Background-A study was undertaken to investigate the relationship between daily hospital admissions for asthma and air pollution in London in 1987-92 and the possible confounding and modifying effects of airborne pollen.
Methods-For all ages together and the age groups 0-14,15-64 and 65+years, Poisson regression was used to estimate the relative risk of daily asthma admissions associated with changes in ozone, sulphur dioxide, nitrogen dioxide and particles (black smoke), controlling for time trends, seasonal factors, calendar effects, influenza epidemics, temperature, humidity, and autocorrelation.
Independent effects of individual pollutants and interactions with aeroallergens were explored using two pollutant models and models including pollen counts (grass, oak and birch).
In all-year analyses ozone was significantly associated with admissions in the 15-64 age group (10 ppb eight hour ozone, 3.93% increase), nitrogen dioxide in the 0-14 and 65+age groups (10 ppb 24 hour nitrogen dioxide, 1.25% and 2.96%, respectively), sulphur dioxide in the 0-14 age group (10 mug/m3 24 hour sulphur dioxide, 1.64%), and black smoke in the 65+age group (10 mug/m3 black smoke, 5.60%). Significant seasonal differences were observed for ozone in the 0-14 and 15-64 age groups, and in the 0-14 age group there were negative associations with ozone in the cool season. (...)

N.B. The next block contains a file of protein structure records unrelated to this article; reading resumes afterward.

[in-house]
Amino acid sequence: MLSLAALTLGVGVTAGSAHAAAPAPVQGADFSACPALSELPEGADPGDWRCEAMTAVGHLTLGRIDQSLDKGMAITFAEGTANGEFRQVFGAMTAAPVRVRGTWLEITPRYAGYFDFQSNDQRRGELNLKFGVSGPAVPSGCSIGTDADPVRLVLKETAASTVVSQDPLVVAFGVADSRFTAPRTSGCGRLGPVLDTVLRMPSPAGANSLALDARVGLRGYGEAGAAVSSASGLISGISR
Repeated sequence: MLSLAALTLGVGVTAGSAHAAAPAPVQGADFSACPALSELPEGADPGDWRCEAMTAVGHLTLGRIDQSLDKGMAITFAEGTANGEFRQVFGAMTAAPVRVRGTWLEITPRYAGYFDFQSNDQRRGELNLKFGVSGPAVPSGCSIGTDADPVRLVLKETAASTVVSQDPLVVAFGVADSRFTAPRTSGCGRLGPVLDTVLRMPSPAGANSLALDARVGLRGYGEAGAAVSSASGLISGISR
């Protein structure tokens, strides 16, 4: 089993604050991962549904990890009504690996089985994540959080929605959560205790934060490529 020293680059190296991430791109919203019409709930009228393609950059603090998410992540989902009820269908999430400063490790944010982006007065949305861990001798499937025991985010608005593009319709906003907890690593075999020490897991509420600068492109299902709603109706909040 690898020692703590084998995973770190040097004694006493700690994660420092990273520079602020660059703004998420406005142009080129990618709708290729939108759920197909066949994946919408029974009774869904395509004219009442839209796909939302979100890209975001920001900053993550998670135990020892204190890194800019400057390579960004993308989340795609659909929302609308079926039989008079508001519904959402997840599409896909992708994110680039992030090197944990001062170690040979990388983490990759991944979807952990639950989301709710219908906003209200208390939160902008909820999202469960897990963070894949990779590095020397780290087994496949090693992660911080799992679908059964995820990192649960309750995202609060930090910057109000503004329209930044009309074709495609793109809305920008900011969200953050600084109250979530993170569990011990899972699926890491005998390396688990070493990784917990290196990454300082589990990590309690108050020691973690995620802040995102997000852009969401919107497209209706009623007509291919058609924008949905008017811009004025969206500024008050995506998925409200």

Mots-clés Pascal : Asthme, Admission hôpital, Pollution air, Angleterre, Grande Bretagne, Royaume Uni, Europe, Pollen, Homme, Allergène, Incidence, Exploration, Appareil respiratoire pathologie, Bronchopneumopathie obstructive
Mots-clés Pascal anglais : Asthma, Hospital admission, Air pollution, England, Great Britain, United Kingdom, Europe, Pollen, Human, Allergen, Incidence, Exploration, Respiratory disease, Obstructive pulmonary disease
Notice produite par :
Inist-CNRS - Institut de l'Information Scientifique et Technique
Cote : 98-0470380
Code Inist : 002B11B. Création : 19/02/1999.